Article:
A Bluetooth scale! A Wi-Fi door lock! And, of course, a fridge that tweets! We can joke all we want, but smart objects are here to stay. And if anything, we’ll only see more of them. But everyday appliances have a funny problem: they are getting smarter (read: connected) and dumber at the same time. UX people: it’s high time you fixed that, unless you want to earn your place in history at the receiving end of a tweet from @internetofshit.
Last year a friend told me about a founder touring Silicon Valley to raise funds for an Internet of Things startup. The founder was building a solution for home appliance manufacturers interested in connected devices. Smart kettles. Smart lights. Smart everything. One investor allegedly interrupted the pitch. “Do you know how I usually turn on a kettle? Like this” he said as he flipped the switch on an electric kettle. Suffice to say, his checkbook remained closed.
This is a design problem. You might replace the analog switch with an app, claim it’s the future, and proudly exhibit at CES. But in fact you have un-designed a perfectly good kettle.
Connectivity opens up so many possibilities it’s hard to capitalize on them and retain the simplicity of an analog interface with two buttons and a knob. Just think about the mobile landscape in the pre-iPhone days. Smartphones appeared on the market with tons of features but the mobile web was limited, navigation confusing, and performance painfully slow. I still remember my Nokia E52 (high-end handset in its day!). It notoriously froze when typing, which rendered texting borderline impossible and trauma-inducing. It took Apple’s touch of brilliance to actually put smart in smartphone.
With smart objects, we’re still in the Nokia E52 days.
Fun fact: E52 was introduced after the iPhone, but UX-wise it was so pre-iPhone, we’ll stick with it as an example.
Quest For Usability
Design problems with many smart objects start right after unboxing. Analog devices have often been trivial to set up. Even with bad design there’s only so much trouble changing a lightbulb can cause. Unless it’s a smart one. Hue requires you to connect lights to a bridge – a piece of hardware you must hook up with your Wi-Fi router, while with LIFX you’ll need to sign up inside their app, connect to another network, and then add a bulb to this network. And it’s not just bulbs. Watch this setup video for Fitbit Aria. When a $100+ bathroom scale asks you to manipulate its batteries to enter setup mode, you know something went wrong.
The problems don’t end with setup. Take Lockitron for example: is it really faster to open the door with an app that has to first connect to the lock over Bluetooth? So maybe it’s an issue with devices that need companion apps, because they don’t have a native GUI? You wish. Smart TVs jumped on the connected objects bandwagon years ago with GUIs spread over 40-inch displays and still are notorious for buggy interfaces. And so are most smart home devices. Experience offered by most smart devices isn’t worth the struggle even for geeks. And with the rising popularity of connected appliances, manufacturers need to start designing them for the average Joe. No one sums it up better than Fortune’s Stacey Higginbotham:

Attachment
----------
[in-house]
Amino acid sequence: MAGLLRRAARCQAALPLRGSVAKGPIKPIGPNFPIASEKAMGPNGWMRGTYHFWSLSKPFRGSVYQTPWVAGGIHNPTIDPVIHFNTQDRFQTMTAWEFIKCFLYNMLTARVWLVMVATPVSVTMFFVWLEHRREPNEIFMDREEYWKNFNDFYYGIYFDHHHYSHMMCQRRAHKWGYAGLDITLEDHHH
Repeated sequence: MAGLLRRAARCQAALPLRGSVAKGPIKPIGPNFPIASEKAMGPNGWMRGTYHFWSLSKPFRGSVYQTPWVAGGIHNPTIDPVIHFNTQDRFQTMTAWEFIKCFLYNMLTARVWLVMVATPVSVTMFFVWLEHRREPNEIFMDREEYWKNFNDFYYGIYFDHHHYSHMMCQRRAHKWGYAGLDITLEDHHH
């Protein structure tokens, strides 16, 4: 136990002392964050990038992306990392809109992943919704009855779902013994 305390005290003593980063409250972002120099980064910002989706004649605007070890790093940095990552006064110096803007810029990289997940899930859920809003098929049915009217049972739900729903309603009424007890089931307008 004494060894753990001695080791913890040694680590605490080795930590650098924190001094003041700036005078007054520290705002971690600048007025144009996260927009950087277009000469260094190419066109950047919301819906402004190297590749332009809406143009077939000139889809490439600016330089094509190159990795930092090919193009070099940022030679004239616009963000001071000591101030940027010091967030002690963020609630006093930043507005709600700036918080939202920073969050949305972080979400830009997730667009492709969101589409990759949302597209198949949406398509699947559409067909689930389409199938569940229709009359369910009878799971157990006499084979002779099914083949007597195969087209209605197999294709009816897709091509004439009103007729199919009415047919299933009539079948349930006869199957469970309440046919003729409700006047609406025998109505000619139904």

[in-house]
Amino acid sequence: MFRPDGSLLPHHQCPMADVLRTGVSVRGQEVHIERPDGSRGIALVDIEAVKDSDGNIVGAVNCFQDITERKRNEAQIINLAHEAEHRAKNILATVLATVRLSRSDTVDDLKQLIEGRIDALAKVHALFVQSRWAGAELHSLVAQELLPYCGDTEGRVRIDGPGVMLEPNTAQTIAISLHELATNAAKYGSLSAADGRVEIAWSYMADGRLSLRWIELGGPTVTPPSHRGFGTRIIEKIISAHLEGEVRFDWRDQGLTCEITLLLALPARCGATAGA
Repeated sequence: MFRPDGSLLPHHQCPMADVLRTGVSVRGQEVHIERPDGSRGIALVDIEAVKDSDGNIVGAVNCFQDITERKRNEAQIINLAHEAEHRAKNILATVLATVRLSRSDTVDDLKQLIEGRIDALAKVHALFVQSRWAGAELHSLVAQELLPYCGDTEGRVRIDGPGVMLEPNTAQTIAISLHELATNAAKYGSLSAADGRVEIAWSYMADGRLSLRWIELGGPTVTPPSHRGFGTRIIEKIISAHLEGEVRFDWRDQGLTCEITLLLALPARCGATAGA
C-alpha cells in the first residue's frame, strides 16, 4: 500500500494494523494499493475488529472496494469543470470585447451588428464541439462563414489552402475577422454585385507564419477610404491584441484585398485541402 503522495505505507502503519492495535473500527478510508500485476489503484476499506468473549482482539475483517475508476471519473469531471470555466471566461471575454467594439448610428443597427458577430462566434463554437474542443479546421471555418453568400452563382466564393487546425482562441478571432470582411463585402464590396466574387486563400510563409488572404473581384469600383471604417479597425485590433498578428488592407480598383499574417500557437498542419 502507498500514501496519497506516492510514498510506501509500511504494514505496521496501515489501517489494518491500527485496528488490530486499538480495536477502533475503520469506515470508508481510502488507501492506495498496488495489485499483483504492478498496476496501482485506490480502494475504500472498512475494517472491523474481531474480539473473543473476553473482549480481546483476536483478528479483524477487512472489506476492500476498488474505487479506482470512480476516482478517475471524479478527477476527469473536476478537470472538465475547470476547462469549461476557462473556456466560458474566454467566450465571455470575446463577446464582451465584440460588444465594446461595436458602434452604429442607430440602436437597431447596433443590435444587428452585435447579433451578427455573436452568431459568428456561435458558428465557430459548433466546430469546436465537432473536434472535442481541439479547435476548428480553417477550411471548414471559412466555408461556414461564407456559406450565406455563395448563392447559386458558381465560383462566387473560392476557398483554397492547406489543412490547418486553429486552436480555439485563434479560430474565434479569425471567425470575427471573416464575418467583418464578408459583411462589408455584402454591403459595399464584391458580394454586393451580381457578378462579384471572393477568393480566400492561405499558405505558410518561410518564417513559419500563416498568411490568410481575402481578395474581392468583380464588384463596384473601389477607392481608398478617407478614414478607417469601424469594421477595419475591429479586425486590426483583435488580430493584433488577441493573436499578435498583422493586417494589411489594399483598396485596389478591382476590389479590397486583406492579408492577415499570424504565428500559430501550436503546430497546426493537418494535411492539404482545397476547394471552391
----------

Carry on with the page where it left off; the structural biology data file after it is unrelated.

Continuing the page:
The smart home has a problem. While people are interested in the technology, they also aren’t ready to buy it. And I don’t blame them. A lack of standards, a disregard for usability, and an incoherent story about what a smart home can do for people all mean that anyone interested in buying a connected product quickly encounters a cautionary tale that makes them think twice about spending $200 on a connected door lock.
The Promise Of Language
Good news? We are approaching a new dawn for smart objects thanks to Amazon and their Echo speaker/virtual assistant, already touted as the iPhone of the smart home. While everyone in the connected devices market was busy designing a companion app that would not be awful, Amazon ditched the GUI as an inferior approach to interaction with objects in the physical world. They replaced it with voice control and people love it. That’s because language feels natural: something that cannot be said about a two-dimensional graphical interface.
The advances being made in speech recognition, natural language processing, and deep learning bring us closer to the moment where every vendor will be able to create a language-based interface with off-the-shelf components (in English, at least). Even today it’s not a stretch: Amazon exposes an API for Echo’s underlying AI, Alexa. Thanks to that, third party devices and services can already use Echo as the interface. And it’s not only about remote control. Amazon imagines Alexa as a platform. A gateway to a number of devices and services, not far off from how iPhone became a gateway to apps.
Good as it sounds, the success of Echo won’t suddenly make smart objects actually smart. There’s still a ton of work ahead of UX designers. Echo introduces a new paradigm, just like iOS did in 2007. But even on iOS, with system-level limitations, a host of available frameworks, and Apple’s design principles enforced by the App Store reviewers, there’s more shitty apps than quality ones. UX designers now have to establish best practices. They have to learn – and teach the users – about language-based interaction. And they have to figure out frictionless onboarding: Google’s Scott Jenson is right when he points out that smart home really needs an automatic configuration standard.
The arrival of iPhone has erased the previous concept of a smartphone from our collective memory (and my experience with Nokia E52 tells me it’s a good thing). Amazon Echo can do the same for smart devices. UX and interaction specialists, however, need to pull themselves together and use the groundwork laid by Amazon to finally create seamless experiences for the connected objects. Otherwise, I’m sticking with an analog kettle.